San Diego

Thousands Apply to be SDPD Officers Each Year, Few Make the Cut

Only a handful of thousands of applicants become PD recruits

Even after ramping up recruiting efforts and bumping compensation, the San Diego Police Department (SDPD) continues to struggle with staffing shortfalls.

NBC 7 has learned that among more than 4,000 applications SDPD receives each year on average, only about 100 officers are hired annually. Very few applicants make the cut during the long and intense hiring process.

About 200 budgeted positions remain vacant of the department's 2,000 sworn police officer positions.

But, the department is losing about 150 officers a year, while only bringing on 90 to 120 officers annually.

"Clearly, it's pay and benefits," said Brian Marvel, the president of the Police Officer's Association.

Marvel said the chronic police officer shortage could be addressed by making pay more comparable with other nearby agencies.

But there is no shortage of applicants.

Out of thousands that apply each year, only a handful, about four percent of applicants become new hires with the city to attend the Academy for SDPD.

That pool of applicants is dramatically dropping though.

"That's a huge concern for us because in order for us to fill 200 recruits in the Academy, we need 5,000 candidates," Marvel said.

In Fiscal Year 2013, 4,439 applicants took the first step in applying to become San Diego police officers, which is a written test.

An average of four percent of applicants make it through the hiring process to the first day of the Academy. Of that, only one in four make it through the Academy and field training process, according to the police union.

Using those averages, only 44 officers would have ended up joining the police force from the 4,439 applicants in 2013.

Applicants endure a tough process lasting months that includes the written examination, an extensive background check, a lie detector test, several rounds of interviews, and they complete a timed obstacle course.

"It's not about how tough it is," said Lt. Michael Swanson in charge of recruiting. "It's about getting the 'best of the best' to be San Diego police and out there working in the community." 

Of the select handful that make it to the Academy, there are seven months of training before an officer gets his or her badge. Then, the trainee spends five months with a field training officer.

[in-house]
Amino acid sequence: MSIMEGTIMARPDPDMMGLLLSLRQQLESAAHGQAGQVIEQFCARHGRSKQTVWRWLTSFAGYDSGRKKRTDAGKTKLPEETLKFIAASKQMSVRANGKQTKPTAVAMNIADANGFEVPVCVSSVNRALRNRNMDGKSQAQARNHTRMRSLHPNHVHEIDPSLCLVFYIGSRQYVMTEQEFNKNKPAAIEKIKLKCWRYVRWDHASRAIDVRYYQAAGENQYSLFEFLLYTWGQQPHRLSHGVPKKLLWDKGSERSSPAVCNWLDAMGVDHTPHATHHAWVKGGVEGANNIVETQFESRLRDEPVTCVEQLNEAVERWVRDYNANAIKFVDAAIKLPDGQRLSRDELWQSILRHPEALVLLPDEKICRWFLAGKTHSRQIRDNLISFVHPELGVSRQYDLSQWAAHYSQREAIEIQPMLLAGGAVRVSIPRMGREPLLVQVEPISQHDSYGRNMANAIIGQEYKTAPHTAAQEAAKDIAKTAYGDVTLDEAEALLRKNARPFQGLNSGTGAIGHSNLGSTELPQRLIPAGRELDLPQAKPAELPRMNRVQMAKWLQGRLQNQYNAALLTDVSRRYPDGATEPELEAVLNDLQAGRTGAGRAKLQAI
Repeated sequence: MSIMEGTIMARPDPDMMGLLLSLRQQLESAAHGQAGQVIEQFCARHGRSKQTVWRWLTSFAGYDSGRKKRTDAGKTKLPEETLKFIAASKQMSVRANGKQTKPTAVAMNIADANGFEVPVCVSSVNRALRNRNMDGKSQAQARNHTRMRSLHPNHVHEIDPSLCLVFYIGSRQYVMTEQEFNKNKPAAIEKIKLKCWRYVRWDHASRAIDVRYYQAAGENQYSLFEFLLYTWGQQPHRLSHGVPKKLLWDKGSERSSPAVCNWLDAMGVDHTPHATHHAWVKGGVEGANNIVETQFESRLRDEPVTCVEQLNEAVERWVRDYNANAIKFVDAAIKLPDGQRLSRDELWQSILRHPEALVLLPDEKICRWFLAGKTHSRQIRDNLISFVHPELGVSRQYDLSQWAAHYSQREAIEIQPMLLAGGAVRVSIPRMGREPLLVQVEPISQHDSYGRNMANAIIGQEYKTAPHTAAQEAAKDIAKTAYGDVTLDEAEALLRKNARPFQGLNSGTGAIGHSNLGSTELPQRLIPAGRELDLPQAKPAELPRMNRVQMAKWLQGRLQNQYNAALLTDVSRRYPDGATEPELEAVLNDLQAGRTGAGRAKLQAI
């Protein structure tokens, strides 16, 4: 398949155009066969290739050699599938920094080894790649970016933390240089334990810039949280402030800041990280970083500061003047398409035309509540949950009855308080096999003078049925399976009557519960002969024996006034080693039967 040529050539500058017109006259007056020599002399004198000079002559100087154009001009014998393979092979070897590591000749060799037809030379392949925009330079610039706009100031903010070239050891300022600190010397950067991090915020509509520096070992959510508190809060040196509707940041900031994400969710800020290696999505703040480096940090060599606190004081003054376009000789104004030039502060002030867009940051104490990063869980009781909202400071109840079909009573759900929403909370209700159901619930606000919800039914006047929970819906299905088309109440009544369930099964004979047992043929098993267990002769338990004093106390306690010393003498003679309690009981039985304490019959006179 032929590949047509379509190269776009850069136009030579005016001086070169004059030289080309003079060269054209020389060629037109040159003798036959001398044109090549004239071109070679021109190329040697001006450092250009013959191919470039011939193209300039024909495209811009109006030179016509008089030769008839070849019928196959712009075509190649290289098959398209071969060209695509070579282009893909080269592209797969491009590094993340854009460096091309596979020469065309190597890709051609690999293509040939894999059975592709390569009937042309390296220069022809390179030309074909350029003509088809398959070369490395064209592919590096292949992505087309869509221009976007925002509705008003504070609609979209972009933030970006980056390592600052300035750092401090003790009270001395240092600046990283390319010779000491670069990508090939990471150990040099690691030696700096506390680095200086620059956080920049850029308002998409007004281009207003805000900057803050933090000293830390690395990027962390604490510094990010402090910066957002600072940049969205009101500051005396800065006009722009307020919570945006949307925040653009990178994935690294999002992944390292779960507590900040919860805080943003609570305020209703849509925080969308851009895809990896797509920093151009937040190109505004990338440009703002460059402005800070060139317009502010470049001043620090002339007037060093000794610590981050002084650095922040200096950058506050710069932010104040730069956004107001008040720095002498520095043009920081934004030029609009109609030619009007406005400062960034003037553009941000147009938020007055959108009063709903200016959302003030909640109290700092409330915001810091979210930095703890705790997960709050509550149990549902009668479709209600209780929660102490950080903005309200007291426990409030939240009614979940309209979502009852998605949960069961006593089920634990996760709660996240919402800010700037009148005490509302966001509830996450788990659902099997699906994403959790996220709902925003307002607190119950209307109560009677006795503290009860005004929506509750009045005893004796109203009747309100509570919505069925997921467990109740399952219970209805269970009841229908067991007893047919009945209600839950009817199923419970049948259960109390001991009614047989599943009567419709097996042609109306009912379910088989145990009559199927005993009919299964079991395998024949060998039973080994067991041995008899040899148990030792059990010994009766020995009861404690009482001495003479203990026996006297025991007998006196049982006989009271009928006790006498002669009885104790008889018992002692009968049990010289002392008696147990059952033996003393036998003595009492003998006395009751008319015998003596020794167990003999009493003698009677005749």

"You have to remember, we're empowering people to make some pretty heavy decisions within the community, up to and including lethal force, if necessary," Swanson said. "So, we only want to have the 'best of the best' with that kind of authority."

The department is also facing shortages of field training officers.

City leaders had hoped an increase in benefits last year would reduce departures from the department, but Chief Shelley Zimmerman said the improved compensation package has had little effect on officer retention.

Marvel said six officers are leaving in the next two weeks. One new police officer leaving for Riverside Police Department will be increasing his pay by $9 an hour, or about $90 a day, Marvel said.

Zimmerman told City Council members in March that police are leaving for a variety of reasons, including pay, morale, workload and “the climate of what’s going on, the national dialog of what’s going on.”

“Many (news) stories across the country are painting police in a negative light,” Zimmerman said.

Add to that being exposed to tragedy, stress and tense moments on the job, and it becomes even more clear why the department conducts such a rigorous screening and hiring process, according to officers in recruitment.

"This is to make sure that we get the absolute best, qualified applicants for the City of San Diego," Swanson said.

Between fiscal years 2015 and 2016, there was a more than 25 percent drop in the number of applicants.


Little data exists to explain the significant drop in number of applicants between 2015 and 2016.

In July 2016, a veteran uniformed San Diego police officer was killed in the line of duty, and another officer was seriously injured. San Diego Police Officer Jonathan De Guzman was shot multiple times, at point-blank range in his patrol vehicle, by a Shelltown gang member. Prosecutors said De Guzman never had a chance to even raise his service weapon.

The 2014 officer-involved shooting death of a black teen in the St. Louis suburb of Ferguson thrust police into the national spotlight, and increased scrunity of police officers' interactions with minorities.

Since then, high-profile incidents in Baltimore, Chicago, Baton Rouge and even El Cajon, which is not served by the San Diego Police Department, but within 15 miles of its jurisdiction, have spurred public protests and been the subject of many media reports on divides between minority communities and the police that serve those communities.

A recent study by the Pew Research Center found more than eight in 10 officers said police work is harder today as a result of those high-profile and deadly encounters.

More than 75 percent of 8,000 officers surveyed said they are reluctant to use force when necessary as a result of the high-profile incidents and nearly 72 percent said they are less likely to stop and question people who seem suspicious as a result of increased public scrunity of police.

Whether the so-called "Ferguson effect" has impacted crime rates or officer retention or how many applicants the police department receives each year remains unclear. 

The survey suggest the impact has been severe on the morale of rank-and-file police officers.

"Within America's police and sheriff's departments ... the ramifications of these deadly encounters have been less visible than the public protests, but no less profound," according to the Pew Report.

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